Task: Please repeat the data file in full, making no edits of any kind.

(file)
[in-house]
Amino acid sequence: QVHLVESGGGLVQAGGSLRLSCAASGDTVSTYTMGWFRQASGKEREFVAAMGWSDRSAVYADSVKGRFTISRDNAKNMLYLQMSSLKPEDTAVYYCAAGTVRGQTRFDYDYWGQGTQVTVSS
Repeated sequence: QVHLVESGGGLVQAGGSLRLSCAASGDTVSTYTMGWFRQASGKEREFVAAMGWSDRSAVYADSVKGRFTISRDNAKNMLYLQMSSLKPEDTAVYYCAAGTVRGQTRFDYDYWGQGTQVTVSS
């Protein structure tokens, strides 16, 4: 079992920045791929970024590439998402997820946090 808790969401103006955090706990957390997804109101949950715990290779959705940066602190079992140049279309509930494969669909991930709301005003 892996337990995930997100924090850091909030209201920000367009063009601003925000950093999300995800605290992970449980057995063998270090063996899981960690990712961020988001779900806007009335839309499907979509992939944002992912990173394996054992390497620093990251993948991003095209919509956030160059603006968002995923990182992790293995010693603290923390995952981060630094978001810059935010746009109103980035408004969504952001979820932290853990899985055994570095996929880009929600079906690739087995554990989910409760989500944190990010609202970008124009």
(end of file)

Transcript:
[in-house]
Amino acid sequence: QVHLVESGGGLVQAGGSLRLSCAASGDTVSTYTMGWFRQASGKEREFVAAMGWSDRSAVYADSVKGRFTISRDNAKNMLYLQMSSLKPEDTAVYYCAAGTVRGQTRFDYDYWGQGTQVTVSS
Repeated sequence: QVHLVESGGGLVQAGGSLRLSCAASGDTVSTYTMGWFRQASGKEREFVAAMGWSDRSAVYADSVKGRFTISRDNAKNMLYLQMSSLKPEDTAVYYCAAGTVRGQTRFDYDYWGQGTQVTVSS
């Protein structure tokens, strides 16, 4: 079992920045791929970024590439998402997820946090 808790969401103006955090706990957390997804109101949950715990290779959705940066602190079992140049279309509930494969669909991930709301005003 892996337990995930997100924090850091909030209201920000367009063009601003925000950093999300995800605290992970449980057995063998270090063996899981960690990712961020988001779900806007009335839309499907979509992939944002992912990173394996054992390497620093990251993948991003095209919509956030160059603006968002995923990182992790293995010693603290923390995952981060630094978001810059935010746009109103980035408004969504952001979820932290853990899985055994570095996929880009929600079906690739087995554990989910409760989500944190990010609202970008124009």